THE TROIKA of international lenders is increasing the pressure on delinquent borrowers through the updated MoU issued following the conclusion of fifth review of the Cyprus €10 billion bailout.
The lenders’ suggestions come as non-performing loans (NPLs – loans in arrears over 90 days) in the Cyprus banking sector reached €27.5 billion in May.
The Troika, comprising the European Commission, the European Central Bank and the International Monetary Fund (IMF) believe that the way forward with regard to the containment of the rising NPLs is debt restructuring through the bank’s internal restructuring units under the guidance of the Cyprus Central Bank (CBC).
However Cyprus lenders (notably the IMF) believe that the extent of the rise in NPLs is partly due to strategic defaults and delinquent borrowers, who refuse to service their loans despite having the ability to do so.
According to the fifth update of the MoU, the CBC will issue revisions of the Arrears Management Directive and of the Code of Conduct on Arrears Management by end-November which will assist only households and small and medium-sized enterprises.
“The revised Code of Conduct will target only households and Small and Medium-Sized enterprises,” says the MoU.
The amendments will include specific procedural steps and precise deadlines attached to them, facilitating swift procedures within an appropriate time limit with clear start and end date to the restructuring procedure.
The CBC will also incorporate in the Code of Conduct and definition for a unified measure of viability based on a reasonable standard of living as defined in the insolvency framework.
Furthermore, “to ensure that the banks are held accountable for offering sustainable restructuring solutions,” the CBC will issue specific guidance to banks on operational and financial indicators, such as the ratios of proposed, concluded and successful restructurings as well as on tools to determine the capital cost of restructuring solutions by the end of October.
The MoU stipulates that legal amendments to the law on financial ombudsman will be adopted in order to clarify that the responsibility for assessing compliance with the Arrears Management Directives is not transferred to the mediators but remains with the CBC.
However the updated MoU features elements that will increase pressure on delinquent borrowers.
The Cypriot authorities are called on to allow lenders to obtain adequate updated information on the financial situation of delinquent borrowers under sufficient safeguards via court order if necessary.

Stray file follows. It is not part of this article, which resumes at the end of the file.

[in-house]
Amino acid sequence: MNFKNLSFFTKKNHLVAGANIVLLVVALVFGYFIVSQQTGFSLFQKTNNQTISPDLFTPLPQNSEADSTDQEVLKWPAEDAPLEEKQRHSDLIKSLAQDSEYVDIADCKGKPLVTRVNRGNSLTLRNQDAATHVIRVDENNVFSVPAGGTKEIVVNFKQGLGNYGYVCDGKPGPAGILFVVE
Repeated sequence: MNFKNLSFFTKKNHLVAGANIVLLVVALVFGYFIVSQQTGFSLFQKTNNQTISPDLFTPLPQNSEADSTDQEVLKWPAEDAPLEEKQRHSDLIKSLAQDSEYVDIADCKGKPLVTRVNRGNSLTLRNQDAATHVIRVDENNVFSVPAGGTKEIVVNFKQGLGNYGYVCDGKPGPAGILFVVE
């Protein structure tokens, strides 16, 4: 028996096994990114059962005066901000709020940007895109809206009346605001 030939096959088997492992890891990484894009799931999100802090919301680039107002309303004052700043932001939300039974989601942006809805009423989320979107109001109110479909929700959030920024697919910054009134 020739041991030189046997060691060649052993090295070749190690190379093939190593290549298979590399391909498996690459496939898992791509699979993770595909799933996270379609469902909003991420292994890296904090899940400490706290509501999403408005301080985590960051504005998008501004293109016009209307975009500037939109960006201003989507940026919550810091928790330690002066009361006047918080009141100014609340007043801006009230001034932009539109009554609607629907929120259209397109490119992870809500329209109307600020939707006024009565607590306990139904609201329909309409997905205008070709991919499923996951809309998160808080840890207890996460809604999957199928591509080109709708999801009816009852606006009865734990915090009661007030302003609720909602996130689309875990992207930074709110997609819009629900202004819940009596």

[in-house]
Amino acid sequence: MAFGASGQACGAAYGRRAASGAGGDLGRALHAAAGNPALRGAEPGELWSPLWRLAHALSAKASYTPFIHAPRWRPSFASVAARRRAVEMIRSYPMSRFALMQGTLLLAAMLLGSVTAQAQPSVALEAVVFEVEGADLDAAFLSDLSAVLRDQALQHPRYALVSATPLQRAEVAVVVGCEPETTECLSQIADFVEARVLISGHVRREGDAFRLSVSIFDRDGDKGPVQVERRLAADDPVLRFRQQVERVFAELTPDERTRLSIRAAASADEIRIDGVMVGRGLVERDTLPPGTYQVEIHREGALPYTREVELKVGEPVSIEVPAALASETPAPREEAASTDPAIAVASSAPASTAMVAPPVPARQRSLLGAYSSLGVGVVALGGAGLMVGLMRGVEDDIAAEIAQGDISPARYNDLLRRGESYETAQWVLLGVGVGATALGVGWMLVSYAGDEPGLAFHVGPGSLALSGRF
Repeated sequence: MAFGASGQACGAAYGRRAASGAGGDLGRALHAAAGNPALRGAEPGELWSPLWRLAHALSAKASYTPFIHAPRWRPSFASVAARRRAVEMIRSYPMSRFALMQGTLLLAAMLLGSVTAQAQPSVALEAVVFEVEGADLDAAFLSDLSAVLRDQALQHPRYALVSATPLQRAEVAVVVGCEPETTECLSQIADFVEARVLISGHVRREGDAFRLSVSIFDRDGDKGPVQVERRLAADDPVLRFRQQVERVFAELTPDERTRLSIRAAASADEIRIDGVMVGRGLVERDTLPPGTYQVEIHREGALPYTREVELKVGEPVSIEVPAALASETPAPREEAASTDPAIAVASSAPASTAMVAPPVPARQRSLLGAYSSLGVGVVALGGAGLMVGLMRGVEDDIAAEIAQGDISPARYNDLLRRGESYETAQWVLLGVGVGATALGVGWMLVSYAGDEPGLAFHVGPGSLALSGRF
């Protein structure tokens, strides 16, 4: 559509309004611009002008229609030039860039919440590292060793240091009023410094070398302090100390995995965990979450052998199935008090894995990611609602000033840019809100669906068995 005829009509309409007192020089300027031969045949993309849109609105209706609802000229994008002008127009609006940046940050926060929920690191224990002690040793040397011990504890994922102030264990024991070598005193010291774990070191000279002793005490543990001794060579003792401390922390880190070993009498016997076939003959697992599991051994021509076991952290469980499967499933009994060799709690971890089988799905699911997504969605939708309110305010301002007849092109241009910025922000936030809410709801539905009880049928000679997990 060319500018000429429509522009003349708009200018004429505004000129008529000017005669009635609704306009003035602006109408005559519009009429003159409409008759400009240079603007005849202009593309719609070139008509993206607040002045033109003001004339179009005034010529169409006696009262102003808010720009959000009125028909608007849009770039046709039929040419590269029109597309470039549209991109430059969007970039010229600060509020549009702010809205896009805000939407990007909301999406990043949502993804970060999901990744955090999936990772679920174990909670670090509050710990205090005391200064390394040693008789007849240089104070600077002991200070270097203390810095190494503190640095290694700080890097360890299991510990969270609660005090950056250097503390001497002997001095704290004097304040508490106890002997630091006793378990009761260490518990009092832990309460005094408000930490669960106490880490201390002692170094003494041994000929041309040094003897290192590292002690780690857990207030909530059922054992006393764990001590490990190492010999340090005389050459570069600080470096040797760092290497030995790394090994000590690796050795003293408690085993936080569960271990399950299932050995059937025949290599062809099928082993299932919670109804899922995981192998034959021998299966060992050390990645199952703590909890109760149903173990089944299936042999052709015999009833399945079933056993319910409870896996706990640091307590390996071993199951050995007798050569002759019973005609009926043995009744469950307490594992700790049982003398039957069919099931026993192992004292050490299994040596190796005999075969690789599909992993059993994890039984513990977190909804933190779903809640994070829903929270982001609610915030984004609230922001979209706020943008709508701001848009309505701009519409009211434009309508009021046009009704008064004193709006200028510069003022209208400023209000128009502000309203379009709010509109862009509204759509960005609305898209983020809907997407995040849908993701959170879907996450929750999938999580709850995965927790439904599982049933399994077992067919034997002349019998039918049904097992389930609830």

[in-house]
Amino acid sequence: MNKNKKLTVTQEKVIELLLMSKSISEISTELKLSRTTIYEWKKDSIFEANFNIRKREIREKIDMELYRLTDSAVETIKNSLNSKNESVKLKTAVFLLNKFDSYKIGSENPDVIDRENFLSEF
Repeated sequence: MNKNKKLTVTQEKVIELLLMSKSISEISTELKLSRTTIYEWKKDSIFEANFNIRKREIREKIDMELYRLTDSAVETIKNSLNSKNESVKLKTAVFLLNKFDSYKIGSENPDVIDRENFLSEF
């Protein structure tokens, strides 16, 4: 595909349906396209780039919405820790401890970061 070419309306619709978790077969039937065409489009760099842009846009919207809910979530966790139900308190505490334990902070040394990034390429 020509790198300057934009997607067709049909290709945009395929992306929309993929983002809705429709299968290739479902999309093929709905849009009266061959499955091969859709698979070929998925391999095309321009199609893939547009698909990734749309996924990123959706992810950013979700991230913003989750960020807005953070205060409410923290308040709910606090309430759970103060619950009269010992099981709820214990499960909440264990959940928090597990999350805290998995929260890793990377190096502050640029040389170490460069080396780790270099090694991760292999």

For this reason, the authorities will engage an independent legal consultant to provide a report by end-October to identify the needed legal amendments. The authorities will develop a time-bound action plan by end-November and start its implementation by December.
Furthermore, the authorities with the assistance of an independent legal consultant will prepare a study by end-October and a time-bound action plan by end-November for removing impediments for lenders to file for, and obtain, an attachment of financial assets and earnings of delinquent borrowers as well as to realise such attachment to satisfy their claims under sufficient safeguards. According to the MoU, the implementation of this action plan will start by December.
Market for distressed assets
Based on the MoU, “in order to encourage a market for distressed assets and to facilitate the issuance of securities by securitisation vehicles, the authorities will allow and facilitate lenders to transfer existing individual loans together with all collateral and securities to third parties at minimal transaction costs without having to obtain the consent of the borrower.”
“Any information obligation of the creditor should not be an impediment for the transfer and or securitisation of loans,” the MoU adds.
With this objective in mind the MoU notes that the Cypriot authorities will establish a task force, consisting of relevant stakeholders from the public and private sectors, which will finalise an assessment of existing impediments and of required legislative amendments by end-November. The assessment will include a review of the regulatory framework for non-bank third parties.
The identified impediments will be removed and legislative amendments made by the end of January 2015.
– Cyprus News Agency